A lot of mis-information is going around in amateur radio FM and repeater circles regarding an upcoming FCC mandate on narrow-banding communications in the 150 to 512 MHz spectrum is finally being debunked. Ham radio is not affected by this change. ---- Much of the mis-information regarding narrowband on amateur radio FM appears to be coming from hams who have purchased various low cost Part 90 radios built in China. These radios are capable of narrowband operation on the 2 meter and 70 centimeter ham bands in addition to Part 90 frequencies. The manuals that come with these radios are written with Part 90 users in mind and much of the material has no meaning to Part 97 Amateur Service operations. However, some hams do not realize this and that's likely the way the erroneous rumors that ham radio FM and repeater operations at 70 centimeters and above would have to narrowband got started. To make it clear, ham radio is not affected in any way by this FCC edict and your ham gear is not going to become obsolete. The switch to 12.5 KHz from the current 25 KHz channel spacing only affects operations in the FCC Part 90 regulated services. There is no narrow band mandate by the FCC for Part 97 ham radio operations. Hams are free to voluntarily switch to narrowband operations if they so desire, but the Amateur Part 97 Service as a whole is not obligated to make any change.
Friday, April 27, 2012
US Part 97 Not Affected by Part 90 Narrowbanding
HOW TO READ PROPAGATION NUMBERS
The A index [ LOW is GOOD ]
- 1 to 6 is BEST
- 7 to 9 is OK
- 11 or more is BAD
Represents the overall geomagnetic condition of the ionosphere ("Ap" if averaged from the Kp-Index) (an average of the eight 3-hour K-Indices) ('A' referring to amplitude) over a given 24 hour period, ranging (linearly) typically from 1-100 but theoretically up to 400.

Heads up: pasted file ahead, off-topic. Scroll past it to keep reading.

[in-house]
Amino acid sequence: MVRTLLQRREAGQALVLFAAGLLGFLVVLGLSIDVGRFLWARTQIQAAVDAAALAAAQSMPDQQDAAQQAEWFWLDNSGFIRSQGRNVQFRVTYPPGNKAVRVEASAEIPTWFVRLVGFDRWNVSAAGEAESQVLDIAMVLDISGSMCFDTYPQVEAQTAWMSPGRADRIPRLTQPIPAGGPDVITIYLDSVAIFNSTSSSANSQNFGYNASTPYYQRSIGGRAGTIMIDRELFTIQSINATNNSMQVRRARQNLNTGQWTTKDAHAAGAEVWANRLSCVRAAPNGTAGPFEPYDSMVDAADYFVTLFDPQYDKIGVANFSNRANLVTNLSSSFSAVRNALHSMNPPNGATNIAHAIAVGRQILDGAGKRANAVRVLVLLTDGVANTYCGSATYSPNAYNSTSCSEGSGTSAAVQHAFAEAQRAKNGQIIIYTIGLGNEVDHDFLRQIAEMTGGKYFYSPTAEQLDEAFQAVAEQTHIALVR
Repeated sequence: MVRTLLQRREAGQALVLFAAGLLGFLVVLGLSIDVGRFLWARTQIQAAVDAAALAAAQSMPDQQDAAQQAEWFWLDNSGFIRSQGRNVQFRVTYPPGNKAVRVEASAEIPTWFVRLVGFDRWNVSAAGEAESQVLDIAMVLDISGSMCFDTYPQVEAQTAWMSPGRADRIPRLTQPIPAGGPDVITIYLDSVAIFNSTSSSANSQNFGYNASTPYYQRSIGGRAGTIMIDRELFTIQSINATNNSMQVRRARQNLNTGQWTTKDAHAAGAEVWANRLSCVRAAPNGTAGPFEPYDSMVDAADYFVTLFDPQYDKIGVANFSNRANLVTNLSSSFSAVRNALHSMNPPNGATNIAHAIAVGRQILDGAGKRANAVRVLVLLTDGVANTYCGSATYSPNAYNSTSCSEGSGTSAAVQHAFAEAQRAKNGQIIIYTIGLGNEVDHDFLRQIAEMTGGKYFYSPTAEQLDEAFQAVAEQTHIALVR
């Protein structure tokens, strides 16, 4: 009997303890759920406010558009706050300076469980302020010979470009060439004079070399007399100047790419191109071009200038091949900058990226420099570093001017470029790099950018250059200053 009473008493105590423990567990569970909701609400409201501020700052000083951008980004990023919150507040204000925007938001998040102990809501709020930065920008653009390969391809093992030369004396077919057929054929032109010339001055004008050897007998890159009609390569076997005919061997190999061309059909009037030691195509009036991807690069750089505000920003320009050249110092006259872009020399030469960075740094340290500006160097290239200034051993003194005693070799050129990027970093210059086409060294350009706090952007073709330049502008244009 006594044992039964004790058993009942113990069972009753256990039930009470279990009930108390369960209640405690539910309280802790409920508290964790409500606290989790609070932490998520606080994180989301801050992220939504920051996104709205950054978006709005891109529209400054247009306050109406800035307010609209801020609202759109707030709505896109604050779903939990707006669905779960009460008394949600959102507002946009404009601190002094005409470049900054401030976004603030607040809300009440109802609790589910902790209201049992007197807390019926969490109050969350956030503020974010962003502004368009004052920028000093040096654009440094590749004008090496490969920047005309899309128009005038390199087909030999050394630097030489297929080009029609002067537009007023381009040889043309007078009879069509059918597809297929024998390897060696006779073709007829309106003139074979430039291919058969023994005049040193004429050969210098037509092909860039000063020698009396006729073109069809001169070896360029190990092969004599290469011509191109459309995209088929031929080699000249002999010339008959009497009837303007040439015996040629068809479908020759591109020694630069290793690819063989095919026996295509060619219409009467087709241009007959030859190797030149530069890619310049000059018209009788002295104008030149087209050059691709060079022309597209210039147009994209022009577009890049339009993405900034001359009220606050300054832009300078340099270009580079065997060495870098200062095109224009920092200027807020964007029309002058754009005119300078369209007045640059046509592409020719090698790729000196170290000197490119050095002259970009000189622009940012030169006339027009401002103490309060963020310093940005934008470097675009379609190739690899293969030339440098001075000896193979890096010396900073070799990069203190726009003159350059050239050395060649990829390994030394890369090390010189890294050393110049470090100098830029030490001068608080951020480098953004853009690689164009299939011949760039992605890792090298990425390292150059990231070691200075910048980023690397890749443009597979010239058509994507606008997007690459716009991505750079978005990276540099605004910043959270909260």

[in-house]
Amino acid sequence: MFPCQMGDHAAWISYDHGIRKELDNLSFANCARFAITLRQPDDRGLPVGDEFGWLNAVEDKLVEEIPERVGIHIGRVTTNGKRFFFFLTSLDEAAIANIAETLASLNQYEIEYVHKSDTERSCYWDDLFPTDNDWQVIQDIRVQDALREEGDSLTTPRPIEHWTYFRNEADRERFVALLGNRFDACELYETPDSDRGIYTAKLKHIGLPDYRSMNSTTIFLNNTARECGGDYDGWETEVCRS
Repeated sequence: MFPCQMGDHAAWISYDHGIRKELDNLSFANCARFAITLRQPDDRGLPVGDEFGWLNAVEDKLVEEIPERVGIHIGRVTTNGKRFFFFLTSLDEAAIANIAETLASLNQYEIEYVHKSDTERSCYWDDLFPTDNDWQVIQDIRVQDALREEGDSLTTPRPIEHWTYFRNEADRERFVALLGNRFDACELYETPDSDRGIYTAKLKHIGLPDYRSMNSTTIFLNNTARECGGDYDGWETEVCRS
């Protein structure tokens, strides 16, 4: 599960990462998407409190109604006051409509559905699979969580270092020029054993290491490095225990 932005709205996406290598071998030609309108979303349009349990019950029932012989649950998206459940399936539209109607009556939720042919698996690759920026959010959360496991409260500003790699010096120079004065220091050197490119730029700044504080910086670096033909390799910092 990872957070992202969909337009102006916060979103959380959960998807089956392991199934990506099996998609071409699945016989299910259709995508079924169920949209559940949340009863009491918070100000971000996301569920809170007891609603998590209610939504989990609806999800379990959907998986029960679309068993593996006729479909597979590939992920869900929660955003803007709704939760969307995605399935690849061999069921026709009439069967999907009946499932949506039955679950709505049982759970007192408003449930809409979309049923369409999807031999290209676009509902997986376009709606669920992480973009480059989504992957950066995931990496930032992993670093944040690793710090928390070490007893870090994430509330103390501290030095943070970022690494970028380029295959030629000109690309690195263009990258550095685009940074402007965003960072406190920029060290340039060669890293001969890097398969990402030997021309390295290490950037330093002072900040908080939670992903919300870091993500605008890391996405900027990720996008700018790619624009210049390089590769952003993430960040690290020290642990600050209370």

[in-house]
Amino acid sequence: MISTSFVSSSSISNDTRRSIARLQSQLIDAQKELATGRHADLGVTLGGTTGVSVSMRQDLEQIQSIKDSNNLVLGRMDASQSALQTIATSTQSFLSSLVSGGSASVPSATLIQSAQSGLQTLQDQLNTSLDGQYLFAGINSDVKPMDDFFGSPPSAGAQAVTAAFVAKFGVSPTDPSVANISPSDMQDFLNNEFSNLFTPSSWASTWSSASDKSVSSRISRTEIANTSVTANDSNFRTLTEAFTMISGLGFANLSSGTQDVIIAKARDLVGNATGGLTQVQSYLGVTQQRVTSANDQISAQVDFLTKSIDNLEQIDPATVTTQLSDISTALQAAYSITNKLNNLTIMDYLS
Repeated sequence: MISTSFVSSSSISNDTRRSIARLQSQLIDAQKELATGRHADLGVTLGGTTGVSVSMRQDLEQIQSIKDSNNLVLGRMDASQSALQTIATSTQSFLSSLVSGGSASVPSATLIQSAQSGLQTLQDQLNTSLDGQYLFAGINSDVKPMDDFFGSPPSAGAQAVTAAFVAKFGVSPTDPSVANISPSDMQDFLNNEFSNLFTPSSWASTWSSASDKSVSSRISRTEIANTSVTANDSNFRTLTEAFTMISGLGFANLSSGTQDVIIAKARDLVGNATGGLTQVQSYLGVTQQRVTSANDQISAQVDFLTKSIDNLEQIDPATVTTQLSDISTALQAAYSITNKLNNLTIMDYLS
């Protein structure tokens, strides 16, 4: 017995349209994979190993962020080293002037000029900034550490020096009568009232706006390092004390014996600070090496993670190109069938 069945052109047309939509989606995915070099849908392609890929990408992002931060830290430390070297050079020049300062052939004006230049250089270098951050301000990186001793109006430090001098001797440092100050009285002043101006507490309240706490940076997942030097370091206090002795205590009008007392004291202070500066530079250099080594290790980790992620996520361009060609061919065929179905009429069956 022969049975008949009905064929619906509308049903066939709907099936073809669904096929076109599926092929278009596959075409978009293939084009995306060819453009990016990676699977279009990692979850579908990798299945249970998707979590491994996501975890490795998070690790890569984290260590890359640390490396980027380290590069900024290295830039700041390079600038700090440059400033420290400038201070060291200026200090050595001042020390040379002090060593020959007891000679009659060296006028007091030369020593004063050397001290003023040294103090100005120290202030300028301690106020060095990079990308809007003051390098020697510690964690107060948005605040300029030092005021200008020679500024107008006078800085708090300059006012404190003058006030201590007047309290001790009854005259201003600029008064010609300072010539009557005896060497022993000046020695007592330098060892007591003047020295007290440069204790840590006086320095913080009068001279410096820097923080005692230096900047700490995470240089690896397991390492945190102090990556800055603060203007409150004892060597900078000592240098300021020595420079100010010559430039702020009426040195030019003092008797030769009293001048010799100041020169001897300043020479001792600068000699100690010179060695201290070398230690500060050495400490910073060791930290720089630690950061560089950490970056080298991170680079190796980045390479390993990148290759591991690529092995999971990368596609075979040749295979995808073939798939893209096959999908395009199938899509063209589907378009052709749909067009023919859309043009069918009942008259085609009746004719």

A lower A-Index generally suggests better propagation on the 10, 12, 15, 17, & 20 Meter Bands; a low & steady Ap-Index generally suggest good propagation on the 30, 40, 60, 80, & 160 Meter Bands.
SFI index [ HIGH is GOOD ]
- 70 NOT GOOD
- 80 GOOD
- 90 BETTER
- 100+ BEST
The measure of total radio emissions from the sun at 10.7cm (2800 MHz), on a scale of 60 (no sunspots) to 300, generally corresponding to the sunspot level, but being too low in energy to cause ionization, not related to the ionization level of the Ionosphere.
Higher Solar Flux generally suggests better propagation on the 10, 12, 15, 17, & 20 Meter Bands; Solar Flux rarely affects the 30, 40, 60, 80, & 160 Meter Bands.
K index [ LOW is GOOD ]
- 0 or 1 is BEST
- 2 is OK
- 3 or more is BAD
- 5 is VERY VERY BAD
The overall geomagnetic condition of the ionosphere ("Kp" if averaged over the planet) over the past 3 hours, measured by 13 magnetometers between 46 & 63 degrees of latitude, and ranging quasi-logarithmically from 0-9. Designed to detect solar particle radiation by its magnetic effect. A higher K-index generally means worse HF conditions.
A lower K-Index generally suggests better propagation on the 10, 12, 15, 17, & 20 Meter Bands; a low & steady Kp-Index generally suggest good propagation on the 30, 40, 60, 80, & 160 Meter Bands.
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